G.S. 105-285(d) states that ownership for property tax purposes is determined as of January 1 unless property that was exempt on January 1 is transferred to a non-exempt owner prior to July 1 of that year. In that case, the taxes for the year of the transfer are calculated as if the new owner owned it on January 1.  According to a 1989 N.C. Attorney General’s opinion, this rule is not limited to property that was completely exempt as of January 1.  It also applies to property (such as Grandma Gertie’s house) that was partially excluded on January 1.

In simpler terms: property that is taxable on January 1 is always taxable for the coming tax year even if it is subsequently transferred to an exempt owner.  But property that is exempt, excluded or partially excluded as of January 1 is taxable for the coming the year if it is transferred to a taxable owner prior to July 1.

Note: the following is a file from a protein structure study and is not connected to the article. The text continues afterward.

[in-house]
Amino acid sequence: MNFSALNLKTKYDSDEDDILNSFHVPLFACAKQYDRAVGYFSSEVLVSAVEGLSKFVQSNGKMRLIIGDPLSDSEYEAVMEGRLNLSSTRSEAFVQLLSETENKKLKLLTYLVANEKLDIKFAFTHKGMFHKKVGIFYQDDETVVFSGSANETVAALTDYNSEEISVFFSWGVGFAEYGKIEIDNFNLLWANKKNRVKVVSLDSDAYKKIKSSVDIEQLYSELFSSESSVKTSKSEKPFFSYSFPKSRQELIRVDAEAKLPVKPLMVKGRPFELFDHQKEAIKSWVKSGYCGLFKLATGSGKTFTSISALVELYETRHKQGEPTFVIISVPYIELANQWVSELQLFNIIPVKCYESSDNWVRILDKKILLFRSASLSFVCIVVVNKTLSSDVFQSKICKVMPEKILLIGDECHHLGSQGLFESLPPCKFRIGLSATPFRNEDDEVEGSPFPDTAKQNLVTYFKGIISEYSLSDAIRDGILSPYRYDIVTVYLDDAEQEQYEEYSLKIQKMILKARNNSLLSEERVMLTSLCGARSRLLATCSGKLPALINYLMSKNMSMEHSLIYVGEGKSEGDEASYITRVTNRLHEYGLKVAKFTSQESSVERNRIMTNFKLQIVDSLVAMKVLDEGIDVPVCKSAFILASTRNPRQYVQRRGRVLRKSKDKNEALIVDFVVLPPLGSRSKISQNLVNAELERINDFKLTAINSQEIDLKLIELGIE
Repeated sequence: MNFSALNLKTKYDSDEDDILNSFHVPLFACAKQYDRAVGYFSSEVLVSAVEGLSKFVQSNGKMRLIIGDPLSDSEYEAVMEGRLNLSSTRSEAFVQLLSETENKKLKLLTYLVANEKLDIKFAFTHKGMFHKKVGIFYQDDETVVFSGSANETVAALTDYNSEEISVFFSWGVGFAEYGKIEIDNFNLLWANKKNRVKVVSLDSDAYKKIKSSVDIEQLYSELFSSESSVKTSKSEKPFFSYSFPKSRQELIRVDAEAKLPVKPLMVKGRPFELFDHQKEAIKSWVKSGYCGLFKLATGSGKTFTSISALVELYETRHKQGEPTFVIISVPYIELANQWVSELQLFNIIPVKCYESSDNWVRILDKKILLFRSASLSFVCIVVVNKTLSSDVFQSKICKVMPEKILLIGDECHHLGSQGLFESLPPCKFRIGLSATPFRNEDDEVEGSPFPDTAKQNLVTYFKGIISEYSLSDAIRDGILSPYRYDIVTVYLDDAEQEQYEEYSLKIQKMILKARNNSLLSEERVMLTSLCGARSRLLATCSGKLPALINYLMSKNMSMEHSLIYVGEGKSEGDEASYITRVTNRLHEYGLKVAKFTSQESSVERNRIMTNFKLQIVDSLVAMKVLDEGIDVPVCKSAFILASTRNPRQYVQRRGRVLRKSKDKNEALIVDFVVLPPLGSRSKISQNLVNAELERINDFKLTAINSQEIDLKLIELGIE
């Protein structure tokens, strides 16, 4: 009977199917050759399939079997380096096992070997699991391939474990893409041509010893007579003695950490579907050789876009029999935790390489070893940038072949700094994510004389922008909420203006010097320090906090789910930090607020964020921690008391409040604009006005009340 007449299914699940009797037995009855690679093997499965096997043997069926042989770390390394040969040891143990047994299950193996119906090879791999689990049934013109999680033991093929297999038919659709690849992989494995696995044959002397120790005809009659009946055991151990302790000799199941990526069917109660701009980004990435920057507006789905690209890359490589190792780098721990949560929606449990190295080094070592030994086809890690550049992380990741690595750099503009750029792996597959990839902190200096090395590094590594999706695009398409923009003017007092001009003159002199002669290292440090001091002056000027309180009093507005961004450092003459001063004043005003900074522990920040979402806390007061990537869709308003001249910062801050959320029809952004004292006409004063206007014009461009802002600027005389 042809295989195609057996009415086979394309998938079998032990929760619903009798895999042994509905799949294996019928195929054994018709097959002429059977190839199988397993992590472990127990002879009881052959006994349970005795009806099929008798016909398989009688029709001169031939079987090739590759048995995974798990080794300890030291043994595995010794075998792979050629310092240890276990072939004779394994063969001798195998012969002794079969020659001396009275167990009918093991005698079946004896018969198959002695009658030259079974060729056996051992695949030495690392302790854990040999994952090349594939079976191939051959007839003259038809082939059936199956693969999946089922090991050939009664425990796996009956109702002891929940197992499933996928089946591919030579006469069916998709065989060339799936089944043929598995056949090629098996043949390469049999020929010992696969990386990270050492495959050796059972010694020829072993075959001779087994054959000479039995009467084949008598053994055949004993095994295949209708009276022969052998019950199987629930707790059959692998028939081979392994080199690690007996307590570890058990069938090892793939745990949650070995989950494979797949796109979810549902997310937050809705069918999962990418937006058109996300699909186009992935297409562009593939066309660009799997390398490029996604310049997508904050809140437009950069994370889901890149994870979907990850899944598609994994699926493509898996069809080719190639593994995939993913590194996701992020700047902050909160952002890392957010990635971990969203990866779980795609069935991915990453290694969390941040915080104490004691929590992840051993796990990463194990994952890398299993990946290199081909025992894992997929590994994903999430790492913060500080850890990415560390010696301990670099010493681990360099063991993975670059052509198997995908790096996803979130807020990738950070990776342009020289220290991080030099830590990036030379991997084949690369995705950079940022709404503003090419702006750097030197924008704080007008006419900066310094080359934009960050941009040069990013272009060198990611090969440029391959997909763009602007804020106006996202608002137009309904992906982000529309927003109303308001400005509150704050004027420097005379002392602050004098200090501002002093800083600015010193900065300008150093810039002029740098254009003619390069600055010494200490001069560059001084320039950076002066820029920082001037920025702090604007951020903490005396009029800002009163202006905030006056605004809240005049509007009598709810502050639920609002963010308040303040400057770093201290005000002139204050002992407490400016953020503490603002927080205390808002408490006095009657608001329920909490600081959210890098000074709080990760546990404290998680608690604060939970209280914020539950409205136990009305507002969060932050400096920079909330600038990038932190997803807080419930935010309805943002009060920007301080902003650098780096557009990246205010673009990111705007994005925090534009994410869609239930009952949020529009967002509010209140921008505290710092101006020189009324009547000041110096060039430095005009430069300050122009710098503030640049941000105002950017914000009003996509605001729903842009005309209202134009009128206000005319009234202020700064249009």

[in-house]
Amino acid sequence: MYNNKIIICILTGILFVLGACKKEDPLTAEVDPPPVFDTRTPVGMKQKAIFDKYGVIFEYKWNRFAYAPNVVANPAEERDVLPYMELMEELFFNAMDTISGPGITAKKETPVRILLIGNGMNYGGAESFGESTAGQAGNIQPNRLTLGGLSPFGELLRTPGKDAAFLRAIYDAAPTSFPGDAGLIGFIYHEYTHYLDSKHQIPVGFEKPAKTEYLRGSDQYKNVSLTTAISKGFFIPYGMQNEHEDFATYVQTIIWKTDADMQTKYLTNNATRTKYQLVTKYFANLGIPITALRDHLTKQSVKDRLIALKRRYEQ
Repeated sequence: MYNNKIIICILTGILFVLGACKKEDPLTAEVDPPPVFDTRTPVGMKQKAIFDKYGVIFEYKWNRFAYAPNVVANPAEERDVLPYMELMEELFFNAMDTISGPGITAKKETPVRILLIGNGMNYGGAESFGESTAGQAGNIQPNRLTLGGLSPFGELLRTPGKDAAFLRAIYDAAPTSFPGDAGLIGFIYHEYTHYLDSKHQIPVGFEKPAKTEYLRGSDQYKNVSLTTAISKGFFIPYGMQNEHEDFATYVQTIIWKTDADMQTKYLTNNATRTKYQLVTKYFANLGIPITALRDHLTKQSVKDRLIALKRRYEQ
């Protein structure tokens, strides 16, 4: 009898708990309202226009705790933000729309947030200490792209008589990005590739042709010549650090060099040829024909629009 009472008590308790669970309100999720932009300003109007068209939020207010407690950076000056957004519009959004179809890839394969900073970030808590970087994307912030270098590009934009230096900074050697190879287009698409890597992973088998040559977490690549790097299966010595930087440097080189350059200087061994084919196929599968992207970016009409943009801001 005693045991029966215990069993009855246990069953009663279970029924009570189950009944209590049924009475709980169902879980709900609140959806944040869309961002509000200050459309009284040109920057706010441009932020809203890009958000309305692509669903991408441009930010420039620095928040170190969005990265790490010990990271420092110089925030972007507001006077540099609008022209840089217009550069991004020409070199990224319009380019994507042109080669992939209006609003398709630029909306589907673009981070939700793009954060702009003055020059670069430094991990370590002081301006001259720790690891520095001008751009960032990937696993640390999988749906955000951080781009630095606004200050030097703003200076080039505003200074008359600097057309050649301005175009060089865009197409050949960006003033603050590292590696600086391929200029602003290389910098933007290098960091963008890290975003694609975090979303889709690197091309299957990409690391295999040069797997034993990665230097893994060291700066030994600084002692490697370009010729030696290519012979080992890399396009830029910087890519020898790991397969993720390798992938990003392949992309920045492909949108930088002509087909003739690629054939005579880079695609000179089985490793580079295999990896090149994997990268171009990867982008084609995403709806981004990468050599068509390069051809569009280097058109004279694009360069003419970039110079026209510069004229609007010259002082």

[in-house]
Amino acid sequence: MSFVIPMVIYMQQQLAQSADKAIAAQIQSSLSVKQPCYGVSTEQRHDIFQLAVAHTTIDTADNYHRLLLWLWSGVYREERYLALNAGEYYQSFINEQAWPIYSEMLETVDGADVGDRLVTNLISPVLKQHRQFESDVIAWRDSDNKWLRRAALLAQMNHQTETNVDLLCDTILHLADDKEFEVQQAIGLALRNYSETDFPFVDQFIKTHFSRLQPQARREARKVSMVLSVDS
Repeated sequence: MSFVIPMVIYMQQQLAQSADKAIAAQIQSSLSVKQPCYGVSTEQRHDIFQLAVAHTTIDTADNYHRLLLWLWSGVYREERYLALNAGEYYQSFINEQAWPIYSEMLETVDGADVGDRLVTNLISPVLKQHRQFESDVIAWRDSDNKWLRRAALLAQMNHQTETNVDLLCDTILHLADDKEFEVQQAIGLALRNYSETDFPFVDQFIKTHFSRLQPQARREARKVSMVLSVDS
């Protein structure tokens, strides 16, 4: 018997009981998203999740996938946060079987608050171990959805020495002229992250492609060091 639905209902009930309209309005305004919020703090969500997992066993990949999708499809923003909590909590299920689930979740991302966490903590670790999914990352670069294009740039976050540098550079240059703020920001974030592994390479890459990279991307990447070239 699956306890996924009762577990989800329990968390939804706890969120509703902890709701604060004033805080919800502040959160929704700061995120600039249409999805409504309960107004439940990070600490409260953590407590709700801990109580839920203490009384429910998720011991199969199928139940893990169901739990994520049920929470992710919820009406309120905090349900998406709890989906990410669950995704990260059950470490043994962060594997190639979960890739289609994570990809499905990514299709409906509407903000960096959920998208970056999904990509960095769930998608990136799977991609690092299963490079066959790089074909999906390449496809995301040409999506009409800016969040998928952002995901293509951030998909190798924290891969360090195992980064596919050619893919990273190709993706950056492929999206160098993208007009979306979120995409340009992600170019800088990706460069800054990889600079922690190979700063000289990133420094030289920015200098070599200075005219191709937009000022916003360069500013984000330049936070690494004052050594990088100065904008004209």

Back to our example. If Grandma Gertie passed away prior to July 1, 2015, then the property should have been fully taxable for 2015 in the hands of Greg. The discovery bill calculated in 2018 would include the years 2015 thru 2018.  But if Grandma Gertie passed away on July 1 or later in 2015, then the discovery bill would start with 2016.

Don’t forget the 5-year limitation

Discovery is a powerful tool but it doesn’t guarantee that the county will recover all taxes lost due to inappropriately applied exclusions.  If the mistake occurred more than five years ago, the county will lose some of those taxes.

Pretend Grandma Gertie died in late 2010.  If the county doesn’t learn of her death until 2018, the earliest year that the county could include on a discovery bill to recapture the elderly and disabled exclusion would be 2013 (2018 would be the current year and the five previous years would be 2013 to 2017).  Tax years 2011 and 2012 are too old to be included in the discovery bill, meaning the county will not be able to recapture the inappropriately applied elderly and disabled exclusion for those years.